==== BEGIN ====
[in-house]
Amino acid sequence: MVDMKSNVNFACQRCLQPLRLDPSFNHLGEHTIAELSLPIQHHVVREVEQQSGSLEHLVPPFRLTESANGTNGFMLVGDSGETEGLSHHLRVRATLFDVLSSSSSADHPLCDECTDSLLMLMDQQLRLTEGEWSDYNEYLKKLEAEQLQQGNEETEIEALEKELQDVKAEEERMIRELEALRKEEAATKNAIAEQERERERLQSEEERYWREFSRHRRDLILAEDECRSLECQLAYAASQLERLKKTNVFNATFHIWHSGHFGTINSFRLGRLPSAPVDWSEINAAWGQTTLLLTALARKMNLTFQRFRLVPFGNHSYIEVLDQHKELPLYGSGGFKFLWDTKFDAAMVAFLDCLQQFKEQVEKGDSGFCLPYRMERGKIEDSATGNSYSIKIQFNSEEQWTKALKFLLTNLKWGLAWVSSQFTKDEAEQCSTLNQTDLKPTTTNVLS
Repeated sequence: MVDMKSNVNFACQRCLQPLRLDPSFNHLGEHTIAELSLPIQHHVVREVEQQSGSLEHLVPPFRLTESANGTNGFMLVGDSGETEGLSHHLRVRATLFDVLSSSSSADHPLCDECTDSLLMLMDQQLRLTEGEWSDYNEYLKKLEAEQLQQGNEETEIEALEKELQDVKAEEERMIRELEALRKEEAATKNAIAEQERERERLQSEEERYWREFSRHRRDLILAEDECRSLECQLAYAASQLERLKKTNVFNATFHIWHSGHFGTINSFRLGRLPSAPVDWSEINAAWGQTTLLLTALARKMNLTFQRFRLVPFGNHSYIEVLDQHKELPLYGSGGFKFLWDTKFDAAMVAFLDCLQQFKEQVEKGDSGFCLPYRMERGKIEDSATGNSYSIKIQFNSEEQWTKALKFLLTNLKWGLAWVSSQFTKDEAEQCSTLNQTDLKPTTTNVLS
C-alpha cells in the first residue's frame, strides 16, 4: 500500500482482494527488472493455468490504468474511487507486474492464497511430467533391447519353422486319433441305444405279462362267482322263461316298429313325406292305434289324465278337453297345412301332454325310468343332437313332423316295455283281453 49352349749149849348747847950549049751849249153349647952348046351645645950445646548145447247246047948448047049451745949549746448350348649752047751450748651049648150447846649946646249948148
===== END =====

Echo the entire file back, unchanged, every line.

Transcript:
[in-house]
Amino acid sequence: MVDMKSNVNFACQRCLQPLRLDPSFNHLGEHTIAELSLPIQHHVVREVEQQSGSLEHLVPPFRLTESANGTNGFMLVGDSGETEGLSHHLRVRATLFDVLSSSSSADHPLCDECTDSLLMLMDQQLRLTEGEWSDYNEYLKKLEAEQLQQGNEETEIEALEKELQDVKAEEERMIRELEALRKEEAATKNAIAEQERERERLQSEEERYWREFSRHRRDLILAEDECRSLECQLAYAASQLERLKKTNVFNATFHIWHSGHFGTINSFRLGRLPSAPVDWSEINAAWGQTTLLLTALARKMNLTFQRFRLVPFGNHSYIEVLDQHKELPLYGSGGFKFLWDTKFDAAMVAFLDCLQQFKEQVEKGDSGFCLPYRMERGKIEDSATGNSYSIKIQFNSEEQWTKALKFLLTNLKWGLAWVSSQFTKDEAEQCSTLNQTDLKPTTTNVLS
Repeated sequence: MVDMKSNVNFACQRCLQPLRLDPSFNHLGEHTIAELSLPIQHHVVREVEQQSGSLEHLVPPFRLTESANGTNGFMLVGDSGETEGLSHHLRVRATLFDVLSSSSSADHPLCDECTDSLLMLMDQQLRLTEGEWSDYNEYLKKLEAEQLQQGNEETEIEALEKELQDVKAEEERMIRELEALRKEEAATKNAIAEQERERERLQSEEERYWREFSRHRRDLILAEDECRSLECQLAYAASQLERLKKTNVFNATFHIWHSGHFGTINSFRLGRLPSAPVDWSEINAAWGQTTLLLTALARKMNLTFQRFRLVPFGNHSYIEVLDQHKELPLYGSGGFKFLWDTKFDAAMVAFLDCLQQFKEQVEKGDSGFCLPYRMERGKIEDSATGNSYSIKIQFNSEEQWTKALKFLLTNLKWGLAWVSSQFTKDEAEQCSTLNQTDLKPTTTNVLS
C-alpha cells in the first residue's frame, strides 16, 4: 500500500482482494527488472493455468490504468474511487507486474492464497511430467533391447519353422486319433441305444405279462362267482322263461316298429313325406292305434289324465278337453297345412301332454325310468343332437313332423316295455283281453 49352349749149849348747847950549049751849249153349647952348046351645645950445646548145447247246047948448047049451745949549746448350348649752047751450748651049648150447846649946646249948148